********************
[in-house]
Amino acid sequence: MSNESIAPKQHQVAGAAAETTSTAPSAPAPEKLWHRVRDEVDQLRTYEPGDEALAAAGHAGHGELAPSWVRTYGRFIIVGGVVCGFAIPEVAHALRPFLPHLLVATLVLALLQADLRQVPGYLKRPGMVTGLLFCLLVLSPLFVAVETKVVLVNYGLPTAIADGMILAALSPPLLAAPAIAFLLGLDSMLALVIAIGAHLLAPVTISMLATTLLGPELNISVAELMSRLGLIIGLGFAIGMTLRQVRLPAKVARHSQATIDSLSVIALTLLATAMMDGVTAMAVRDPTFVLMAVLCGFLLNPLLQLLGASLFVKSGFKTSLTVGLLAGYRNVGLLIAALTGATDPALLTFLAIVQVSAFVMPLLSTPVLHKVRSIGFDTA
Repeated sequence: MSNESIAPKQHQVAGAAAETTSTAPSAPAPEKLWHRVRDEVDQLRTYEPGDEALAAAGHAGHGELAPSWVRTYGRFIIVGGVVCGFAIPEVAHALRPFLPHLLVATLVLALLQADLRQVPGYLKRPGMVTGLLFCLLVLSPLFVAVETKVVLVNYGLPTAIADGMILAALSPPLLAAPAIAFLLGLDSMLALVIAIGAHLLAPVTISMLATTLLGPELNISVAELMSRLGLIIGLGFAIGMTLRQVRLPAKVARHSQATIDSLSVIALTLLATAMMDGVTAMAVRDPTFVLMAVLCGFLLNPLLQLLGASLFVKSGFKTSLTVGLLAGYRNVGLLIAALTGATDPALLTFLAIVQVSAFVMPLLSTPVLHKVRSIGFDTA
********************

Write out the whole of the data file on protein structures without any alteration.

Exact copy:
[in-house]
Amino acid sequence: MSNESIAPKQHQVAGAAAETTSTAPSAPAPEKLWHRVRDEVDQLRTYEPGDEALAAAGHAGHGELAPSWVRTYGRFIIVGGVVCGFAIPEVAHALRPFLPHLLVATLVLALLQADLRQVPGYLKRPGMVTGLLFCLLVLSPLFVAVETKVVLVNYGLPTAIADGMILAALSPPLLAAPAIAFLLGLDSMLALVIAIGAHLLAPVTISMLATTLLGPELNISVAELMSRLGLIIGLGFAIGMTLRQVRLPAKVARHSQATIDSLSVIALTLLATAMMDGVTAMAVRDPTFVLMAVLCGFLLNPLLQLLGASLFVKSGFKTSLTVGLLAGYRNVGLLIAALTGATDPALLTFLAIVQVSAFVMPLLSTPVLHKVRSIGFDTA
Repeated sequence: MSNESIAPKQHQVAGAAAETTSTAPSAPAPEKLWHRVRDEVDQLRTYEPGDEALAAAGHAGHGELAPSWVRTYGRFIIVGGVVCGFAIPEVAHALRPFLPHLLVATLVLALLQADLRQVPGYLKRPGMVTGLLFCLLVLSPLFVAVETKVVLVNYGLPTAIADGMILAALSPPLLAAPAIAFLLGLDSMLALVIAIGAHLLAPVTISMLATTLLGPELNISVAELMSRLGLIIGLGFAIGMTLRQVRLPAKVARHSQATIDSLSVIALTLLATAMMDGVTAMAVRDPTFVLMAVLCGFLLNPLLQLLGASLFVKSGFKTSLTVGLLAGYRNVGLLIAALTGATDPALLTFLAIVQVSAFVMPLLSTPVLHKVRSIGFDTA